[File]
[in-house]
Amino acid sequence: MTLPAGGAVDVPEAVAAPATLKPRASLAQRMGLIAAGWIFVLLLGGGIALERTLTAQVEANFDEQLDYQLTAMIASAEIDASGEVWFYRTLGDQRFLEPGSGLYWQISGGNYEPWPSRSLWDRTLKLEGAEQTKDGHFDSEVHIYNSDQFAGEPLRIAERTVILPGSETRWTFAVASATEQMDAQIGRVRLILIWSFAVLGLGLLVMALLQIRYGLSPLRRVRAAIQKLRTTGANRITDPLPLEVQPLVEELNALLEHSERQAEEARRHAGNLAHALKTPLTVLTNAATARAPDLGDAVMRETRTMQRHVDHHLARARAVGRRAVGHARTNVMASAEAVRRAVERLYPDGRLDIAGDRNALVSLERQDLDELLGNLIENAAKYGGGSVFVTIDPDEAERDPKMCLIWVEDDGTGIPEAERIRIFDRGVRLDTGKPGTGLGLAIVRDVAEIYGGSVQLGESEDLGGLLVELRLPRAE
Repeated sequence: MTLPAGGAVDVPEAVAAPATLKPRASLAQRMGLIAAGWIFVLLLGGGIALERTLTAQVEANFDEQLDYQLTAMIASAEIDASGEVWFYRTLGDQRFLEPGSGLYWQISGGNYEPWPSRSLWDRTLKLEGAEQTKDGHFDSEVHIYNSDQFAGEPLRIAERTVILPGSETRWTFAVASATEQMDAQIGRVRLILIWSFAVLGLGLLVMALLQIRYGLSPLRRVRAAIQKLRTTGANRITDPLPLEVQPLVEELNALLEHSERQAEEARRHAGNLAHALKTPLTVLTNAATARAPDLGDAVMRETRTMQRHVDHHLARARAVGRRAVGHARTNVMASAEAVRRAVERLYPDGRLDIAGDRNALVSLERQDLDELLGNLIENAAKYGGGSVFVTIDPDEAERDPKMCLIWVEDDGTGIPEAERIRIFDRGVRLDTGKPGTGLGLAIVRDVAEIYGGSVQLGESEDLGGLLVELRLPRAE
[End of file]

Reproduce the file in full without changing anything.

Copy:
[in-house]
Amino acid sequence: MTLPAGGAVDVPEAVAAPATLKPRASLAQRMGLIAAGWIFVLLLGGGIALERTLTAQVEANFDEQLDYQLTAMIASAEIDASGEVWFYRTLGDQRFLEPGSGLYWQISGGNYEPWPSRSLWDRTLKLEGAEQTKDGHFDSEVHIYNSDQFAGEPLRIAERTVILPGSETRWTFAVASATEQMDAQIGRVRLILIWSFAVLGLGLLVMALLQIRYGLSPLRRVRAAIQKLRTTGANRITDPLPLEVQPLVEELNALLEHSERQAEEARRHAGNLAHALKTPLTVLTNAATARAPDLGDAVMRETRTMQRHVDHHLARARAVGRRAVGHARTNVMASAEAVRRAVERLYPDGRLDIAGDRNALVSLERQDLDELLGNLIENAAKYGGGSVFVTIDPDEAERDPKMCLIWVEDDGTGIPEAERIRIFDRGVRLDTGKPGTGLGLAIVRDVAEIYGGSVQLGESEDLGGLLVELRLPRAE
Repeated sequence: MTLPAGGAVDVPEAVAAPATLKPRASLAQRMGLIAAGWIFVLLLGGGIALERTLTAQVEANFDEQLDYQLTAMIASAEIDASGEVWFYRTLGDQRFLEPGSGLYWQISGGNYEPWPSRSLWDRTLKLEGAEQTKDGHFDSEVHIYNSDQFAGEPLRIAERTVILPGSETRWTFAVASATEQMDAQIGRVRLILIWSFAVLGLGLLVMALLQIRYGLSPLRRVRAAIQKLRTTGANRITDPLPLEVQPLVEELNALLEHSERQAEEARRHAGNLAHALKTPLTVLTNAATARAPDLGDAVMRETRTMQRHVDHHLARARAVGRRAVGHARTNVMASAEAVRRAVERLYPDGRLDIAGDRNALVSLERQDLDELLGNLIENAAKYGGGSVFVTIDPDEAERDPKMCLIWVEDDGTGIPEAERIRIFDRGVRLDTGKPGTGLGLAIVRDVAEIYGGSVQLGESEDLGGLLVELRLPRAE